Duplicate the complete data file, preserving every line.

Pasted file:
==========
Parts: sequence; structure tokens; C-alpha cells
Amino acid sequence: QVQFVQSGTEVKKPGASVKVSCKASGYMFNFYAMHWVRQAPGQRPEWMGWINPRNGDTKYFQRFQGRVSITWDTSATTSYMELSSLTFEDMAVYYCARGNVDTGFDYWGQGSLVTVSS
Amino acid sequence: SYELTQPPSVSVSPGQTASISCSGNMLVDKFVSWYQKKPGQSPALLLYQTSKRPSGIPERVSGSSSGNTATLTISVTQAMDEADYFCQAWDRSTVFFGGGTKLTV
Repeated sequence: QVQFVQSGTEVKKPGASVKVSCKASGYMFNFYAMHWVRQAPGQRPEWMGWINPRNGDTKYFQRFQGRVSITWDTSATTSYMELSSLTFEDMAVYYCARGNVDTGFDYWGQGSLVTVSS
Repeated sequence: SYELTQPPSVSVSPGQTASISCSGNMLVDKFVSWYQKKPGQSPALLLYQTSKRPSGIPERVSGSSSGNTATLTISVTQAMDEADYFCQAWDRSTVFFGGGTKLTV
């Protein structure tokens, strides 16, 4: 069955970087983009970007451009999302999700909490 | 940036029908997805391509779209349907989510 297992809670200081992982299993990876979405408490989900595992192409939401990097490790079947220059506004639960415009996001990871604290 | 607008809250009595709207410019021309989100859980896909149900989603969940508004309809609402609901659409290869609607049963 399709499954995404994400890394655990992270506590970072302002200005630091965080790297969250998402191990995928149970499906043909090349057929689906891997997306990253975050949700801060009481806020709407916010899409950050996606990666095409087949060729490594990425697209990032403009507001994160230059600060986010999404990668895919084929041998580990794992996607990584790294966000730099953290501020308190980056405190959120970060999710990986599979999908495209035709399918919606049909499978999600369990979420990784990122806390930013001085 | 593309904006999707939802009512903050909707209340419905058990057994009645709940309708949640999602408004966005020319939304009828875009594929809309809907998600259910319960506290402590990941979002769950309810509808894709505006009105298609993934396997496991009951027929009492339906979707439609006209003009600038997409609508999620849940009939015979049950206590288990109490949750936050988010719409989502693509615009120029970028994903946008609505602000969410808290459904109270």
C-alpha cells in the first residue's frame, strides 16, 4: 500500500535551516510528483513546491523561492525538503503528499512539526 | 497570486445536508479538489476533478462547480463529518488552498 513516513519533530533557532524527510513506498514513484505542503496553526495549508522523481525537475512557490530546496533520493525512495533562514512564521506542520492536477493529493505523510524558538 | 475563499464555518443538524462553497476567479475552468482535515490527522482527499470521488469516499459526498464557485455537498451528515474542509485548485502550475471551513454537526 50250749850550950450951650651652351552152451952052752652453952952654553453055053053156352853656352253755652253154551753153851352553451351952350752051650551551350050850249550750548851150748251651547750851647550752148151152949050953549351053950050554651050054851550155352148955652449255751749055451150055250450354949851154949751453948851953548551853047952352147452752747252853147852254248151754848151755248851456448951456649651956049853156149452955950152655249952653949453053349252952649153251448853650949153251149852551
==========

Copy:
Parts: sequence; structure tokens; C-alpha cells
Amino acid sequence: QVQFVQSGTEVKKPGASVKVSCKASGYMFNFYAMHWVRQAPGQRPEWMGWINPRNGDTKYFQRFQGRVSITWDTSATTSYMELSSLTFEDMAVYYCARGNVDTGFDYWGQGSLVTVSS
Amino acid sequence: SYELTQPPSVSVSPGQTASISCSGNMLVDKFVSWYQKKPGQSPALLLYQTSKRPSGIPERVSGSSSGNTATLTISVTQAMDEADYFCQAWDRSTVFFGGGTKLTV
Repeated sequence: QVQFVQSGTEVKKPGASVKVSCKASGYMFNFYAMHWVRQAPGQRPEWMGWINPRNGDTKYFQRFQGRVSITWDTSATTSYMELSSLTFEDMAVYYCARGNVDTGFDYWGQGSLVTVSS
Repeated sequence: SYELTQPPSVSVSPGQTASISCSGNMLVDKFVSWYQKKPGQSPALLLYQTSKRPSGIPERVSGSSSGNTATLTISVTQAMDEADYFCQAWDRSTVFFGGGTKLTV
């Protein structure tokens, strides 16, 4: 069955970087983009970007451009999302999700909490 | 940036029908997805391509779209349907989510 297992809670200081992982299993990876979405408490989900595992192409939401990097490790079947220059506004639960415009996001990871604290 | 607008809250009595709207410019021309989100859980896909149900989603969940508004309809609402609901659409290869609607049963 399709499954995404994400890394655990992270506590970072302002200005630091965080790297969250998402191990995928149970499906043909090349057929689906891997997306990253975050949700801060009481806020709407916010899409950050996606990666095409087949060729490594990425697209990032403009507001994160230059600060986010999404990668895919084929041998580990794992996607990584790294966000730099953290501020308190980056405190959120970060999710990986599979999908495209035709399918919606049909499978999600369990979420990784990122806390930013001085 | 593309904006999707939802009512903050909707209340419905058990057994009645709940309708949640999602408004966005020319939304009828875009594929809309809907998600259910319960506290402590990941979002769950309810509808894709505006009105298609993934396997496991009951027929009492339906979707439609006209003009600038997409609508999620849940009939015979049950206590288990109490949750936050988010719409989502693509615009120029970028994903946008609505602000969410808290459904109270």
C-alpha cells in the first residue's frame, strides 16, 4: 500500500535551516510528483513546491523561492525538503503528499512539526 | 497570486445536508479538489476533478462547480463529518488552498 513516513519533530533557532524527510513506498514513484505542503496553526495549508522523481525537475512557490530546496533520493525512495533562514512564521506542520492536477493529493505523510524558538 | 475563499464555518443538524462553497476567479475552468482535515490527522482527499470521488469516499459526498464557485455537498451528515474542509485548485502550475471551513454537526 50250749850550950450951650651652351552152451952052752652453952952654553453055053053156352853656352253755652253154551753153851352553451351952350752051650551551350050850249550750548851150748251651547750851647550752148151152949050953549351053950050554651050054851550155352148955652449255751749055451150055250450354949851154949751453948851953548551853047952352147452752747252853147852254248151754848151755248851456448951456649651956049853156149452955950152655249952653949453053349252952649153251448853650949153251149852551